Brown dwarfs are strange celestial objects. They’re not stars, they’re not planets, yet they exhibit characteristics of both. And now astronomers using NASA’s Wide-field Infrared Survey Explorer (WISE) have discovered the coolest of a cool class of brown dwarfs, potentially providing some answers as to what makes a planet and what makes a star.
It seems simple enough; you get a huge cloud of gas, let it collapse under its mutual gravity for millions of years, and if there’s enough mass, perhaps a star will be born. But say if there isn’t quite enough mass contained in the nebula to spark the sustained nuclear fusion in the core? Well, it’s possible that a brown dwarf will be born.
Although there might be some nuclear fusion in its core for a short period of time, a brown dwarf is commonly referred to as a “failed star.” Its atmosphere will have more similarities with the gaseous atmosphere of Jupiter than that of the hot plasma of the sun. However, because a brown dwarf’s atmosphere is constantly driven by convective currents by its hot core, the chemicals in its atmosphere do not settle and do not differentiate by height — a very star-like quality.
Despite the “failed star” designation, astronomers still classify brown dwarfs by their spectral type (a scale of letters assigned to the luminosity of stars), which relates to their temperature. At the lowest, coolest end of the scale, radiating in infrared wavelengths, are the oddball brown dwarfs.
Until recently, the coolest brown dwarfs confirmed to exist are at the lowest end of the scale, with a spectral class of “T.” However, there is a theoretical class “Y” that is even cooler than the T-class brown dwarfs, thought to be the “missing link” that bridges the largest planets from the smallest stars — predicted to have a temperature less than 225 degrees Celsius (440 F).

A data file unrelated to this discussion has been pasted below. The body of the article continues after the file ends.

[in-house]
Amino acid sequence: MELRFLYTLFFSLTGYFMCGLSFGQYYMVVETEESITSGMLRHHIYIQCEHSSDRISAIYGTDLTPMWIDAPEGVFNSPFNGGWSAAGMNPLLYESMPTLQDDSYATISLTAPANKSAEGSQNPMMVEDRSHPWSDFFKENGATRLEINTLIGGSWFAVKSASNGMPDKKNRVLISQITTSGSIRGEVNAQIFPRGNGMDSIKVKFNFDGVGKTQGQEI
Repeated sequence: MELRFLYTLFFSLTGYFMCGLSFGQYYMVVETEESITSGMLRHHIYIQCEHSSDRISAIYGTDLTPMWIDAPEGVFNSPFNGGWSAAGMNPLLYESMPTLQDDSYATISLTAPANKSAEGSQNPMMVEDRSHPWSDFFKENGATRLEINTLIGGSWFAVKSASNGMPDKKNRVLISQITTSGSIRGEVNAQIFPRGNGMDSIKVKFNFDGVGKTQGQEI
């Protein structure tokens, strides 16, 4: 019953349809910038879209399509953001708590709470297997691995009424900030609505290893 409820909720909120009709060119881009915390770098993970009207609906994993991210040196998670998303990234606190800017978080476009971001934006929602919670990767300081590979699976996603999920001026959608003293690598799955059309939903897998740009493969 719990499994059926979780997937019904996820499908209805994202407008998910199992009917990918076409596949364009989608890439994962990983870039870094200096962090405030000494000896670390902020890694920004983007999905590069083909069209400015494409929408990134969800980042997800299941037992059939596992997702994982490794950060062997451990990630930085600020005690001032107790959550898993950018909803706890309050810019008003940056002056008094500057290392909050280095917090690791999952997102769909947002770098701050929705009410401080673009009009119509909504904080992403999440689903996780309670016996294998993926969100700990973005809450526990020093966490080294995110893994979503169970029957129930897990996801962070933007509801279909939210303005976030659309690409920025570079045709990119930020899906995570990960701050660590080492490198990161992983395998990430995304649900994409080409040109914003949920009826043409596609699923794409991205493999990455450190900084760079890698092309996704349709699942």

But Y-class brown dwarfs are theoretical no more.
Where brown dwarf science gets really interesting is that because they are naturally very dim, conventional astronomy has a hard job spotting them. However, sophisticated infrared space telescopes are the best brown dwarf hunters out there, and WISE is the best there is.
Astronomers using WISE have spotted six Y-class brown dwarfs close to our sun — within a distance of 40 light-years. The space telescope has spotted 100 brown dwarfs previously unknown to astronomy.
“WISE scanned the entire sky for these and other objects, and was able to spot their feeble light with its highly sensitive infrared vision,” said Jon Morse, Astrophysics Division director at NASA Headquarters, in a NASA release. “They are 5,000 times brighter at the longer infrared wavelengths WISE observed from space than those observable from the ground.”
But the best news is that WISE has found a record-breaking Y-class dwarf. It’s called WISE 1828+2650, and it has a positively comfortable surface temperature of 25 degrees Celsius (80F) — that’s room temperature.
“The brown dwarfs we were turning up before this discovery were more like the temperature of your oven,” said Davy Kirkpatrick, a WISE science team member at the Infrared Processing and Analysis Center at Caltech in Pasadena, Calif. “With the discovery of Y dwarfs, we’ve moved out of the kitchen and into the cooler parts of the house.”
One of the six Y-class dwarfs, WISE 1541-2250, is very close to home — only 9 light-years from Earth, making it the seventh-closest stellar object to us (the closest star, Proxima Centauri, is four light-years from Earth). The red dwarf star Ross 154 looks as if it’s been relegated to the position of “eighth closest star.”
Now that WISE has identified the locations of these ultra-cool brown dwarfs, followup studies by NASA’s Spitzer Space Telescope and the Hubble Space Telescope will be carried out. Closer analysis of these Y-class dwarfs will surely turn up a few surprises and ultimately help us understand this mysterious class of stellar object.
Images (from top): An artist impression of a Y-class brown dwarf (NASA/JPL-Caltech); A comparison of the brown dwarf classes (NASA/JPL-Caltech); WISE observation of the coolest brown dwarf ever detected (circled) (NASA/JPL-Caltech/UCLA).